The last Summer Olympic Games included 26 sports (with 2 more to be added in the 2016 games). The 2014 Winter Olympics will include 7 sports. However, over the history of the modern Olympic Games, there have been a great number of sports that made a brief appearance. Some are fairly well known, such as baseball and softball. Others are more obscure, while still others may be complete head scratchers. Still each sport was probably very important to those who competed and they deserve their moment in the spotlight.
10. Plunge Diving
Also known as plunge for distance this was part of aquatics, which encompasses water disciplines such as swimming, diving and water polo. Its only appearance was at the 1904 Summer Games in St Louis. Plunge for distance was a diving long jump. Competitors dove into the pool from a standing position and their attained distance was measured after either 60 seconds passed or their head broke the surface, whichever came first.
This was another sport that had only one appearance, in the 1900 Summer Games in Paris. Even though there were three events, Singles (one and two balls) and Doubles, there were only ten competitors, nine of whom were from France. There was one competitor from Belgium, but he didn’t make it through the first round. Another surprising note, there three of the competitors were women and they competed against the men.
8. Motorboat Racing
This was another one hit wonder in the Summer Games. The 1908 Summer Games in London was the only time that any kind of motorized sport has taken place in the Olympic games. Each race consisted of five laps around an eight nautical mile course. Unfortunately, someone must have forgotten to inform Mother Nature that this was the Olympic Games, because even though multiple boats started each race, only one managed to complete each one.
7. 200 Meter Obstacle Swim
In Paris 1900, swimming took place on the Seine and included an obstacle race and one where the point was to swim the whole distance under water. This curious event took place (like Croquet) at the 1900 Summer Games in Paris. Competitors were rowed out 200 meters from shore and traverse three different obstacles in the race. First they had to climb over a pole, then over a row of boats, then finally under another row of boats.
6. Two-Handed Throws
Yet another one-time appearance. Although technical this is three one-time appearances rolled into one. In the 1912 Summer Games in Stockholm, in addition to the regular shot put, javelin and discus events, there was also a two-handed version of each.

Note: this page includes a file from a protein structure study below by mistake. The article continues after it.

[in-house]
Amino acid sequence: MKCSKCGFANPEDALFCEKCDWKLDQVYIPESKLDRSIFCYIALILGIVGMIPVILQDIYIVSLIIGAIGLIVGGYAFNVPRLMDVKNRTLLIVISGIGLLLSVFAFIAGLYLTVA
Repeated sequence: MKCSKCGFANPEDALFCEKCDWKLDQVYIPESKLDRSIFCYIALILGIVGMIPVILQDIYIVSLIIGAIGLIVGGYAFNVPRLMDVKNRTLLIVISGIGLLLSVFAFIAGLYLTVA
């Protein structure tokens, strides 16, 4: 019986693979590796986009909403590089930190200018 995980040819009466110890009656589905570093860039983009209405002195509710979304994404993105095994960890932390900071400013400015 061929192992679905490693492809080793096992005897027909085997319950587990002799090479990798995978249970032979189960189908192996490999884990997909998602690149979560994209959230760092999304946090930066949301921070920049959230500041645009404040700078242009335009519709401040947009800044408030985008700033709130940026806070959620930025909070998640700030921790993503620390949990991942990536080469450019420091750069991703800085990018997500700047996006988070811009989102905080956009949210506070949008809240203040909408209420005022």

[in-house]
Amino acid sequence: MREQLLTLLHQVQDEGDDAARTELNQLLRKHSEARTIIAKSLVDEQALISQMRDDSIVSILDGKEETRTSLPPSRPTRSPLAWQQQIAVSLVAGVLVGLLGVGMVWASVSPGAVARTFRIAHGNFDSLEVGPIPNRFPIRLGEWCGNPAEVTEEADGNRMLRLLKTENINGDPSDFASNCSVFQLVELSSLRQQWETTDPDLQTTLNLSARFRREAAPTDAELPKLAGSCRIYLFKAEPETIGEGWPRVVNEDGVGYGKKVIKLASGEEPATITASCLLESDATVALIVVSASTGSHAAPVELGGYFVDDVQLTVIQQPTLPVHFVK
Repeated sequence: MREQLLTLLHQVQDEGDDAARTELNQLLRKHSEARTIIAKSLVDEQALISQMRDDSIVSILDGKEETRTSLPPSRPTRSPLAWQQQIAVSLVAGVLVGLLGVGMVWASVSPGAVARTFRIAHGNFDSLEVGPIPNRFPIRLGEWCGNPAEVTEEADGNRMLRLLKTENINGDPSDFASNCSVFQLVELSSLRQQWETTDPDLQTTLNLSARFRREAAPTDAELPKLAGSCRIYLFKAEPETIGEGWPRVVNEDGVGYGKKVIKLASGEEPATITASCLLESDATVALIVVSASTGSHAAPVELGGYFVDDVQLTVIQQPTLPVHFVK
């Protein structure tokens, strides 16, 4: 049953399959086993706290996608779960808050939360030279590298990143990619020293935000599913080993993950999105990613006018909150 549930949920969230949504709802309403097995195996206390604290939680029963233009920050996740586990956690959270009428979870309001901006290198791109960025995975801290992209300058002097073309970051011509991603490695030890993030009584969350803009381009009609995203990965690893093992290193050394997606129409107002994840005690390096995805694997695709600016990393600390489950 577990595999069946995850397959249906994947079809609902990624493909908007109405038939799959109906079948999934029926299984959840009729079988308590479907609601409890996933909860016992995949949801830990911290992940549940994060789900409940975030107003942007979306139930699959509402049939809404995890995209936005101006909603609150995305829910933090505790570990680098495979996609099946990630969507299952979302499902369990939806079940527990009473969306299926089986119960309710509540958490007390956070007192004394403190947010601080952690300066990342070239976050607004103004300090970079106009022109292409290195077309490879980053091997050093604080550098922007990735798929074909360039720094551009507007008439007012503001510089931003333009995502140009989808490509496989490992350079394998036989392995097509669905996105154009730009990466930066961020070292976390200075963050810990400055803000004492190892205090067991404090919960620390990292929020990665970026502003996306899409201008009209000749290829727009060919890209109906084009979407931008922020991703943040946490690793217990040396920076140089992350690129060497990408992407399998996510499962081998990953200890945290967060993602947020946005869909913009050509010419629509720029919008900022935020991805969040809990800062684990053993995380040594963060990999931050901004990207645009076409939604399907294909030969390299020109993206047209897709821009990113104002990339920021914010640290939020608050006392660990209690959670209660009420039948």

5. Rope Climbing
Unlike the previous entries, rope climbing was part of four different Olympic games, including the inaugural Modern Olympics Games of 1896 in Athens. At its high point in the 1924 Paris Olympics, it had seven competitors from nine nations.
4. Tug of War
This somewhat familiar sport, probably most often experienced on the playground as kids, was a regular competition, making five appearances in the Olympic Games from 1900 to 1920. In the 1904 St. Louis Games, the American teams (two of which were from the same St. Louis athletic club) swept the medals probably giving a new meaning to home field advantage. Four years later, at the 1908 London Games, Great Britain returned the favor by sweeping all three medals on their home turf. Interestingly, all three British teams were composed of police officers.
3. Skeleton (Cresta)
This may seem like a surprising entry to those out there who follow the Winter Games. Skeleton has been a regular sport in the Winter Olympics since 2002. For those not familiar Skeleton is similar to the luge except that the competitors ride face first and on their stomachs instead of feet first and on their backs. However, what makes this event so unusual is that until 2002, it was only included when the Winter Games took place in St. Moritz, Switzerland, apparently because they were the only one that had an actual Skeleton (or Cresta Run) track.
2. Live Pigeon Shooting
Unfortunately, this is disgusting event is exactly what it sounds like. Live pigeons were released one at a time and competitors tried to shoot as many in a row as possible. As soon as a competitor missed two birds, they were eliminated. Nearly 300 birds were shot and killed.
1. Ice Hockey and Figure Skating (Summer Olympics)
Before anyone starts calling foul and stating the obvious; that ice hockey and figure skating can hardly be considered unusual or surprising Olympic events, please continue reading. Certainly both of these sports have been the cornerstone sports of the Winter Olympic Games from the very beginning. So what makes these two obviously well-known Winter Olympic sports usual? Because both of these sports made their Olympic debut in the Summer Olympic Games.